Analysing the crypto market so far this year in the wake of the Terra and UST collapse, the conclusions are apparent – 2022 has not been crypto’s finest.

Despite a general bearish sentiment in the market, commentary from the Federal Reserve and ethereum’s price rally in the build-up to the highly anticipated merge fuelled the Bloomberg Ethereum Global index to increase by 43% during the month of July.1

In spite of the recent rally of bitcoin and ethereum, the aggregated market capitalisation of the crypto market is still down from just under $3trn in 2021 to $1trn, as of August.

Considering the performance of the underlying crypto market, as detailed above, it should come as no surprise that exchange-traded products (ETPs) tracking the underlying crypto assets are similarly presenting negative returns YTD. This supports the concept that the ETPs are doing what they were designed to do in tracking the underlying market and being priced correctly by the market makers.

Contrary to these market dynamics, net inflows to crypto ETPs still remain positive YTD as evidenced in Chart 1, outlining the YTD net inflows of $296m, as at 23 August. A key conclusion, looking at the net positive inflows into the ETPs, is that demand for crypto-based products such as ETPs is actually increasing.

Chart 1: Cryptocurrency ETP flow in 2022, as at 23 August

Source: Flow Traders, Bloomberg

There are several factors attributing to the continued appetite for crypto ETPs as reflected in the AUM growth, as seen in Chart 2.

Chart 2: MVIS Crypto Compare Digital Assets 100 index is down 56.9% as of 23 August

Source: Bloomberg

A key benefit of trading crypto ETPs is they are a gateway for institutional investors to gain exposure to the underlying product without having to deal with custodial and regulatory issues of having the underlying spot products on their balance sheet. Moreover, buying and selling of crypto ETPs are executed in the same manner as their equity or fixed income counterparts, many being traded via regulated exchanges, and platforms such as Tradeweb and Bloomberg RFQe. The products also settle in the same manner via existing prime brokers.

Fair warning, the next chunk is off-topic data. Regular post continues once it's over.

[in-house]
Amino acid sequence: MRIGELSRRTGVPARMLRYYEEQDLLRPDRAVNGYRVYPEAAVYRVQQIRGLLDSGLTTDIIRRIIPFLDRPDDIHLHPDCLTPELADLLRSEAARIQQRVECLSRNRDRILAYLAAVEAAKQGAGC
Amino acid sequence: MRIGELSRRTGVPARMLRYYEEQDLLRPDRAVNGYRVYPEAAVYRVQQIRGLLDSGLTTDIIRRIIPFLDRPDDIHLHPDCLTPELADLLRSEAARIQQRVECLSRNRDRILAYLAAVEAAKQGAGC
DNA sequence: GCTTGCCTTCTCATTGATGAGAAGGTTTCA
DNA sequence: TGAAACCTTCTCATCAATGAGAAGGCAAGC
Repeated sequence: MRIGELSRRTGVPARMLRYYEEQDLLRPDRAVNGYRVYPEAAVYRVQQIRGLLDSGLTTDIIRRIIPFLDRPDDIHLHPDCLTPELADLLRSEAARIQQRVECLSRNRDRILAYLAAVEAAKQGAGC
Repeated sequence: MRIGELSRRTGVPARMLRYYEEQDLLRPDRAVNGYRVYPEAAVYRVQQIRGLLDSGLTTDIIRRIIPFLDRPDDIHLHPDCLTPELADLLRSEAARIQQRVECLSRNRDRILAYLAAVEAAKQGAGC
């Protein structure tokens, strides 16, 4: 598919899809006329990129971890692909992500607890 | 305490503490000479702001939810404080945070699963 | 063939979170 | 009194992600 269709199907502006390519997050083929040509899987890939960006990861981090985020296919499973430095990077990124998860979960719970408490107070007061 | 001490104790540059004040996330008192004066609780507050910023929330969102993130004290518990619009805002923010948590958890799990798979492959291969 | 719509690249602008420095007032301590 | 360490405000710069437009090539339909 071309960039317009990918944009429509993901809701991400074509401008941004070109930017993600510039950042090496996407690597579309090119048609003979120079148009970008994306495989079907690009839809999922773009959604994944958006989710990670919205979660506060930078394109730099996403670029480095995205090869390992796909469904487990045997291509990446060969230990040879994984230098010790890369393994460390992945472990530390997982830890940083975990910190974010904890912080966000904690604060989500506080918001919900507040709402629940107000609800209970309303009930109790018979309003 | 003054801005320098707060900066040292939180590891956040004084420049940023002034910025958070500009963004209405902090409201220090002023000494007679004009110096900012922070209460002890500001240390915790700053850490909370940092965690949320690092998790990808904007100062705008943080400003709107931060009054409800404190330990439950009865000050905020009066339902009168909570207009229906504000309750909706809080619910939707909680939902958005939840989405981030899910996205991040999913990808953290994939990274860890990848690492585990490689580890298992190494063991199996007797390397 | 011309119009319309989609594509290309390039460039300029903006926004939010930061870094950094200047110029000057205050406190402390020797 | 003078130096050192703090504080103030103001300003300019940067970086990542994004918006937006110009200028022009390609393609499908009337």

Market makers play an essential role, as the industry and market are reliant on the skills and expertise of participants like market makers and authorised participants to provide liquidity in both the primary and the secondary market. Challenges that market makers face when trading crypto ETPs can range from topics such as market infrastructure, liquidity and counterparty risk, which over the past few years has seen significant improvement. One challenge unique to crypto ETPs is hard forks.

A hard fork is a system upgrade or upgrades to the underlying blockchain protocol. In the case of hard forks, the new blocks created under the updated rules are no longer accepted by nodes running the older legacy version of the software and are de facto rejected.

This rejection creates a scenario where the two chains are no longer compatible. Historically there have been a number of hard forks such at bitcoin core, bitcoin cash and ethereum classic to name a few.

Current headlines have been populated with speculation and commentary around the upcoming ethereum merge. For those who have not been following recent developments, ethereum’s mainnet is set to merge with the Beacon Chain’s proof-of-stake system, which will mark the end of the proof-of-work ethereum we know today and begin the next phase of ethereum 2.0 – the version that will be based on a proof-of-stake consensus algorithm.